Call for state responsibility in fight against sexual violence in DRC

The LWF was part of a delegation that recxently met with survivors of sexual violence in the Democratic Republic of Congo. Photo: Mukwege Foundation

Survivors’ voices at the center of shadow report to CEDAW committee

(LWI) - The Lutheran World Federation (LWF) is among five civil society organizations calling on the Democratic Republic of Congo (DRC) government to urgently assume its fundamental obligation to combat sexual violence in a country where the rape of women and girls is becoming increasingly trivialized as impunity shields perpetrators from prosecution.

The LWF, Movement of Survivors of Rape and Sexual Violence in DRC, Dr Denis Mukwege Foundation, Right Livelihood Award Foundation and the Panzi Foundation made this appeal in a joint shadow report released during DRC’s review by the 73rd session of the Committee on the Elimination of Discrimination against Women (CEDAW) on 9 July in Geneva. In their recommendations to the United Nations (UN) committee, they noted the government’s lack of commitment in implementing previous recommendations by the committee contributes to insecurity for women and girls. The unresolved civil conflict in the Central African country dates back to the early 1990s.

Putting the voices of survivors of rape and sexual violence at the center of their report, the organizations cited several cases from a period of eight months in 2018, during which a total of 200 women and girls were raped when unidentified gunmen attacked villages in eastern DRC.

They urged the UN committee to consider sexual violence perpetrated in the DRC as “a weapon of war” because, perpetrators are mainly armed groups and rape is systematically and strategically committed, in some cases targeting “all women in the same village, 4-month-old children to 84-year-old women.” The atrocities, the group report stated, are also committed in public to humiliate the community, with family members sometimes forced to take part or watch such violation. Victims interviewed said they were tortured during the rape, “which shows that these abuses have nothing to do with a so-called ‘sexual need’ but with relationships of destruction and control.”

Failure to address impunity is cited as a major impediment to justice for victims of sexual violence. In their recommendations to the CEDAW committee, the five organizations asked the DRC government to ensure that perpetrators of such crimes in the past or more recently, regardless of their rank, “are prosecuted, sentenced and serve their sentences, including abroad.”

Ineffective justice system

The report criticized the effectiveness of traditional punitive measures such as the customary justice system of imposing livestock payment as fines for sexual violence. The attitude that “‘I rape a girl, I compensate the family with a cow, and therefore I can rape as many girls as the cows I have,’ reinforces the aggressor’s feeling of impunity and has no impact on the mentality,” the report noted. During the hearing with the state, the committee pointed out to the same concern, reminding the government of the need to ensure that constitutional laws shaped by the international treaties it had ratified such as CEDAW, prevail over customary laws.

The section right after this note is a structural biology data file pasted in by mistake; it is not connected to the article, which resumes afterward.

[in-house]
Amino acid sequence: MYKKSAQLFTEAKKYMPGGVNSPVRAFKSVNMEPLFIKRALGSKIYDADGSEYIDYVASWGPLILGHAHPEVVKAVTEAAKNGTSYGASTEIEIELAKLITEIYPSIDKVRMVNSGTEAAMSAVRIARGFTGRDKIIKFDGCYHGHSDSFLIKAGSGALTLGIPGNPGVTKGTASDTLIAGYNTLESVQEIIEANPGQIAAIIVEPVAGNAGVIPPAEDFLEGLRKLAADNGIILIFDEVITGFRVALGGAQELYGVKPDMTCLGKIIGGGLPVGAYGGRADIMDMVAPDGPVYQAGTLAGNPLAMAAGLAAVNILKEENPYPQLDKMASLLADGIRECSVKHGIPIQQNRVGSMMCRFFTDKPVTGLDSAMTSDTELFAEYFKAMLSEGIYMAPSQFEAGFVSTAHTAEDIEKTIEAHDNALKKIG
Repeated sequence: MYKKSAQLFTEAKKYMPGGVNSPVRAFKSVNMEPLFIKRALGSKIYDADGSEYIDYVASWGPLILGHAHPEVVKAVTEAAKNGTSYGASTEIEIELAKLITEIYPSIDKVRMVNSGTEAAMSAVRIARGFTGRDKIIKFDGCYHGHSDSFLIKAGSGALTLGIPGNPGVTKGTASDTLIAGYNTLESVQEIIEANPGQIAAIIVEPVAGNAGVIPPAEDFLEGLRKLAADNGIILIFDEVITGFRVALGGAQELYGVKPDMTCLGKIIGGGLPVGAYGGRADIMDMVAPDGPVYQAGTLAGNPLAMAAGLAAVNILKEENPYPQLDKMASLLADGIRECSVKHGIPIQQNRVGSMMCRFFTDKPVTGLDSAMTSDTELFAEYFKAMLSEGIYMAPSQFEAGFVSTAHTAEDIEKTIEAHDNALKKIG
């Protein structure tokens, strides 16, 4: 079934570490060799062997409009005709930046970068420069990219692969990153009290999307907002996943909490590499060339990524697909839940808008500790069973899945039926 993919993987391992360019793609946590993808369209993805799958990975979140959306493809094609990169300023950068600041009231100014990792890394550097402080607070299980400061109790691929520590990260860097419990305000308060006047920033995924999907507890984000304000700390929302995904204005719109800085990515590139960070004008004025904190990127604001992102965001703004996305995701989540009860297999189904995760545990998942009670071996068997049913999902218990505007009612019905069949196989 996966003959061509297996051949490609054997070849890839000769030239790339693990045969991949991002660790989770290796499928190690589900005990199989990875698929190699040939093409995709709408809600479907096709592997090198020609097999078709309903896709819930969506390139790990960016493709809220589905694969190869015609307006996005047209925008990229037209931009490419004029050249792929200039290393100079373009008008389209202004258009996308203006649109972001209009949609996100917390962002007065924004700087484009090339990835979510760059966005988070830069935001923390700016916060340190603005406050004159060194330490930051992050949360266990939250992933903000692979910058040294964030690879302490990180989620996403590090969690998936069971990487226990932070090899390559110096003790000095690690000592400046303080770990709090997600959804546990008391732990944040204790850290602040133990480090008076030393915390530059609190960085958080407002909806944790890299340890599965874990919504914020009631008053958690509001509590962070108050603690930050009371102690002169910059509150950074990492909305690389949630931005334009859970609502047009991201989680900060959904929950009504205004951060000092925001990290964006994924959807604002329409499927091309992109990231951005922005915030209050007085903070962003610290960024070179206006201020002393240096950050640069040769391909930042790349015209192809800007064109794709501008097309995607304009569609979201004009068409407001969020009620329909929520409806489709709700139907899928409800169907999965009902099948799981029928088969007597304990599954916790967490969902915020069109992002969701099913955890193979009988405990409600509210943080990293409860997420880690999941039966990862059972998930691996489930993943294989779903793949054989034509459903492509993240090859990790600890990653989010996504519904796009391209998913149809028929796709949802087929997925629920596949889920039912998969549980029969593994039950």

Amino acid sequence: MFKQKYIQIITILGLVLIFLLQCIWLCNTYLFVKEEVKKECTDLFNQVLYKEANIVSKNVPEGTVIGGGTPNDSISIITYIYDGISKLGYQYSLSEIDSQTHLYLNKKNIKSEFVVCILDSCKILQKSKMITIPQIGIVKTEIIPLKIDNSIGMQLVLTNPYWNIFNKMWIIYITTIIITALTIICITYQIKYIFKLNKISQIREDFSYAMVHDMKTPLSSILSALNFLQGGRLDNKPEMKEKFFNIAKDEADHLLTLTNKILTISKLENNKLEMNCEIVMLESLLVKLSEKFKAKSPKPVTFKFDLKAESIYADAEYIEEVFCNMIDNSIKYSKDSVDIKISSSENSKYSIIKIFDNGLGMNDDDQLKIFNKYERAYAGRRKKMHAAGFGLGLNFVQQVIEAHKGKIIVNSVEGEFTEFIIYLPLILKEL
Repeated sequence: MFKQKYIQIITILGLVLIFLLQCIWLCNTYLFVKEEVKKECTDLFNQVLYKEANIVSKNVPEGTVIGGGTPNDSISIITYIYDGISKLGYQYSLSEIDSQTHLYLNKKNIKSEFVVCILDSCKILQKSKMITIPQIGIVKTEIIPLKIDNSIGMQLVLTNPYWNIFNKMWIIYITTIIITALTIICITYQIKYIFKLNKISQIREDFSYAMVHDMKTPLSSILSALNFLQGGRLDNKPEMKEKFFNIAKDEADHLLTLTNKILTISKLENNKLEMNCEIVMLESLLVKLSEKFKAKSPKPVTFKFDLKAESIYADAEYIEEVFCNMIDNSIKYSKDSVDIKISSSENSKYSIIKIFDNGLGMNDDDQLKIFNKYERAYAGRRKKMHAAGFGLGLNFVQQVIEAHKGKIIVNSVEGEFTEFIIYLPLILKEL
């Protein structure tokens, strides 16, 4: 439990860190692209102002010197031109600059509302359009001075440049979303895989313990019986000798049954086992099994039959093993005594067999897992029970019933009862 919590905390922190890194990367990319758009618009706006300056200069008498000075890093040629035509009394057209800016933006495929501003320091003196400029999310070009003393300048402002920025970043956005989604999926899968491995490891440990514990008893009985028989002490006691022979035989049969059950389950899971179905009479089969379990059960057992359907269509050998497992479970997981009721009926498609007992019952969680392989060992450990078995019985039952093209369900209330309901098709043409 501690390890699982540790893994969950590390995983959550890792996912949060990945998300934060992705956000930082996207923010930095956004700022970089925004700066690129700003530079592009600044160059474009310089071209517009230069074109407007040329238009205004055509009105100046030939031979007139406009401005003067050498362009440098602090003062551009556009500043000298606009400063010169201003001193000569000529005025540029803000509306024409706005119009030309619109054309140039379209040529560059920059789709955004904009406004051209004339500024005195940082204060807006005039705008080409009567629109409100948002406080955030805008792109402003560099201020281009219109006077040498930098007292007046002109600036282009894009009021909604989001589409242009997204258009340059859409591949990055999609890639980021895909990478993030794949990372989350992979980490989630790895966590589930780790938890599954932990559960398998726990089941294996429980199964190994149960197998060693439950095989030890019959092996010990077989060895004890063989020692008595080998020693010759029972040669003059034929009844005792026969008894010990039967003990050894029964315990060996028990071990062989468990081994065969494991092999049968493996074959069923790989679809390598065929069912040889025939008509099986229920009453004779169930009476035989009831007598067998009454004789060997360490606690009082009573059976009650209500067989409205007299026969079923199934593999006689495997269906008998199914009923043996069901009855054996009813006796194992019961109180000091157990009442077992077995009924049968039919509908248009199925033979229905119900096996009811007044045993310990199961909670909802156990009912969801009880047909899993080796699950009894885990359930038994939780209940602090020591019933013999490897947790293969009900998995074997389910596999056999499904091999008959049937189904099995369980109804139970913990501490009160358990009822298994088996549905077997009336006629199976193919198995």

In the recommendations to the CEDAW committee, the five organizations called upon the government to “involve the movement of survivors of sexual violence in the implementation, evaluation and strengthening of the national strategy against sexual violence and the national policy for gender equality, in order to put an end to massive and individual rape of women throughout the DRC.”

Stigma, double punishment on survivors

The report addressed the long-term stigma and double punishment to which survivors of rape and sexual violence are subjected as their families and communities ostracize them. “The stigma they suffer from, which is not yet a government priority, keeps them in a situation of poverty, or even leads them to prostitution and other forms of exploitation in order to survive.” The organizations urged the committee to compel the DRC government to create a state-funded support program where victims can access legal and financial support, free healthcare including in remote rural areas, and income-generating activities in the form of reparations.

Religious leaders also play a critical role in combating sexual violence. The CEDAW shadow report urged that religious leaders are made aware of the need to establish a policy of zero tolerance for sexual violence and ensure respect and support for survivors.

Prevention programs

The fight against the trivialization of sexual violence, the five organizations stated, must also include concrete prevention programs in schools and other institutions levels. Discussion about women’s rights and masculinities that engender inequalities should be part of such initiatives, the joint report stated.

Receiving the shadow report, the CEDAW committee said compensation to survivors of sexual violence was a priority. It however expressed concern over the lack of resources to ensure the government can establish mechanisms to protect women’s rights and promote gender equality.